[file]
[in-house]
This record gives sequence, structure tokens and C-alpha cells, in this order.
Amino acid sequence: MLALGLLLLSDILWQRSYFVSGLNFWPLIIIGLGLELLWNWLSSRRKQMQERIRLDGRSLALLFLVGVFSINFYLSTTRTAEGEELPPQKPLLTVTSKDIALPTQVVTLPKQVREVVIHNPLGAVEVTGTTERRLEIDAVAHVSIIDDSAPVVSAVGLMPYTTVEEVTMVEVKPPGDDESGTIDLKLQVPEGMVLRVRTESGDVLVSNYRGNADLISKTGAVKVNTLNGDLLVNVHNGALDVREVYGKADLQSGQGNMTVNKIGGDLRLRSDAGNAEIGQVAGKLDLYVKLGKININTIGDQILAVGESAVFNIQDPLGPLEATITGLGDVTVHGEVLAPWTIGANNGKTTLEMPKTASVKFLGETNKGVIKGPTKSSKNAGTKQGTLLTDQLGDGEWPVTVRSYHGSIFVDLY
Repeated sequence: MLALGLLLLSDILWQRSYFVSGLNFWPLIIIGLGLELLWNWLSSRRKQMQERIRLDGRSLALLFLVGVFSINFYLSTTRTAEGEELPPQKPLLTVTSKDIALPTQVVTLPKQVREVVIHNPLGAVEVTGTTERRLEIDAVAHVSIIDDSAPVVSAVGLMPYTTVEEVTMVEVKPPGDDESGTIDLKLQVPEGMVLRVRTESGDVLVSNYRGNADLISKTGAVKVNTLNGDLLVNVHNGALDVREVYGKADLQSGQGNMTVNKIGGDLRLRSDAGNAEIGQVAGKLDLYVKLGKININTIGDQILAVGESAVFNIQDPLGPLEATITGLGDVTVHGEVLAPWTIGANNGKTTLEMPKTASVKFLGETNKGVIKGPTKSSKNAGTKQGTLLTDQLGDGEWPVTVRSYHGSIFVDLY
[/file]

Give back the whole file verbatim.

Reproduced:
[in-house]
This record gives sequence, structure tokens and C-alpha cells, in this order.
Amino acid sequence: MLALGLLLLSDILWQRSYFVSGLNFWPLIIIGLGLELLWNWLSSRRKQMQERIRLDGRSLALLFLVGVFSINFYLSTTRTAEGEELPPQKPLLTVTSKDIALPTQVVTLPKQVREVVIHNPLGAVEVTGTTERRLEIDAVAHVSIIDDSAPVVSAVGLMPYTTVEEVTMVEVKPPGDDESGTIDLKLQVPEGMVLRVRTESGDVLVSNYRGNADLISKTGAVKVNTLNGDLLVNVHNGALDVREVYGKADLQSGQGNMTVNKIGGDLRLRSDAGNAEIGQVAGKLDLYVKLGKININTIGDQILAVGESAVFNIQDPLGPLEATITGLGDVTVHGEVLAPWTIGANNGKTTLEMPKTASVKFLGETNKGVIKGPTKSSKNAGTKQGTLLTDQLGDGEWPVTVRSYHGSIFVDLY
Repeated sequence: MLALGLLLLSDILWQRSYFVSGLNFWPLIIIGLGLELLWNWLSSRRKQMQERIRLDGRSLALLFLVGVFSINFYLSTTRTAEGEELPPQKPLLTVTSKDIALPTQVVTLPKQVREVVIHNPLGAVEVTGTTERRLEIDAVAHVSIIDDSAPVVSAVGLMPYTTVEEVTMVEVKPPGDDESGTIDLKLQVPEGMVLRVRTESGDVLVSNYRGNADLISKTGAVKVNTLNGDLLVNVHNGALDVREVYGKADLQSGQGNMTVNKIGGDLRLRSDAGNAEIGQVAGKLDLYVKLGKININTIGDQILAVGESAVFNIQDPLGPLEATITGLGDVTVHGEVLAPWTIGANNGKTTLEMPKTASVKFLGETNKGVIKGPTKSSKNAGTKQGTLLTDQLGDGEWPVTVRSYHGSIFVDLY